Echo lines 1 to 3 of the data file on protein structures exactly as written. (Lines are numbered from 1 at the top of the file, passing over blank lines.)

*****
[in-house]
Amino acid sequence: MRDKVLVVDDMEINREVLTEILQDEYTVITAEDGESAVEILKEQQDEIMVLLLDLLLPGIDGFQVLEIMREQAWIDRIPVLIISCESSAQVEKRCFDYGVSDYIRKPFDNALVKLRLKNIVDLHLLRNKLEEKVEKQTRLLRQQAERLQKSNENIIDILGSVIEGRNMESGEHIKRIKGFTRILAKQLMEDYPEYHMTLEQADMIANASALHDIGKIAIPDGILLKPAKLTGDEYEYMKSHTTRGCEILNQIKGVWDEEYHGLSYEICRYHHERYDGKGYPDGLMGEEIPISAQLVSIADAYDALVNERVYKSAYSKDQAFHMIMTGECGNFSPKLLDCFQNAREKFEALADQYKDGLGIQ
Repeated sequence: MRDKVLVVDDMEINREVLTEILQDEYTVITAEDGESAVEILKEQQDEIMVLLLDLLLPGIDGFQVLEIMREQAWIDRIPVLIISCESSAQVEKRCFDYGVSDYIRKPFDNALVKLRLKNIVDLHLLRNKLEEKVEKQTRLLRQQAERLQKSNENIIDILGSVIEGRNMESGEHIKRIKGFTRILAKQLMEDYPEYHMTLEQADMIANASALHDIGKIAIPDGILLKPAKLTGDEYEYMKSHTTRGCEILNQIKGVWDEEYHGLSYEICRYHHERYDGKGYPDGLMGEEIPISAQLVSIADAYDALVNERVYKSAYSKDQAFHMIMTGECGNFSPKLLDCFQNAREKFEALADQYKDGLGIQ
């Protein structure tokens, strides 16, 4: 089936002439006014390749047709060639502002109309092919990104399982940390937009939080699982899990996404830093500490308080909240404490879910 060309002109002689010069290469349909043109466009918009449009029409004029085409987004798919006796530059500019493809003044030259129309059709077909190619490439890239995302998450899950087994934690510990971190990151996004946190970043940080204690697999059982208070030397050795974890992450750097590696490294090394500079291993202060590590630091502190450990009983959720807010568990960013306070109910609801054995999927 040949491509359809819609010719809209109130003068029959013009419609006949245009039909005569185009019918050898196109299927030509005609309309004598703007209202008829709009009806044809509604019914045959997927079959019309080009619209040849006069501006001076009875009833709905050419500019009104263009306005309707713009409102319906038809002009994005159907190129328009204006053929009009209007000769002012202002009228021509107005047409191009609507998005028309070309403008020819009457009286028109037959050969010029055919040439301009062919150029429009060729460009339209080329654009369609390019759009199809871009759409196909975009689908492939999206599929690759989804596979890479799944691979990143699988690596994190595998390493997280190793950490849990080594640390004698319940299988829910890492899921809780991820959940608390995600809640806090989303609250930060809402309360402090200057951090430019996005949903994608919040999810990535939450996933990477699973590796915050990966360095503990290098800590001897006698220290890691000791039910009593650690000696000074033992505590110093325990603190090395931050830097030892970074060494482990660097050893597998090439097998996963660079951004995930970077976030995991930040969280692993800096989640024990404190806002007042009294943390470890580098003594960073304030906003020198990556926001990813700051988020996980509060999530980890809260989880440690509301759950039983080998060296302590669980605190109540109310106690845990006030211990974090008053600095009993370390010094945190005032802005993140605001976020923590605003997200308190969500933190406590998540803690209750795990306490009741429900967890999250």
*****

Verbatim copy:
[in-house]
Amino acid sequence: MRDKVLVVDDMEINREVLTEILQDEYTVITAEDGESAVEILKEQQDEIMVLLLDLLLPGIDGFQVLEIMREQAWIDRIPVLIISCESSAQVEKRCFDYGVSDYIRKPFDNALVKLRLKNIVDLHLLRNKLEEKVEKQTRLLRQQAERLQKSNENIIDILGSVIEGRNMESGEHIKRIKGFTRILAKQLMEDYPEYHMTLEQADMIANASALHDIGKIAIPDGILLKPAKLTGDEYEYMKSHTTRGCEILNQIKGVWDEEYHGLSYEICRYHHERYDGKGYPDGLMGEEIPISAQLVSIADAYDALVNERVYKSAYSKDQAFHMIMTGECGNFSPKLLDCFQNAREKFEALADQYKDGLGIQ
Repeated sequence: MRDKVLVVDDMEINREVLTEILQDEYTVITAEDGESAVEILKEQQDEIMVLLLDLLLPGIDGFQVLEIMREQAWIDRIPVLIISCESSAQVEKRCFDYGVSDYIRKPFDNALVKLRLKNIVDLHLLRNKLEEKVEKQTRLLRQQAERLQKSNENIIDILGSVIEGRNMESGEHIKRIKGFTRILAKQLMEDYPEYHMTLEQADMIANASALHDIGKIAIPDGILLKPAKLTGDEYEYMKSHTTRGCEILNQIKGVWDEEYHGLSYEICRYHHERYDGKGYPDGLMGEEIPISAQLVSIADAYDALVNERVYKSAYSKDQAFHMIMTGECGNFSPKLLDCFQNAREKFEALADQYKDGLGIQ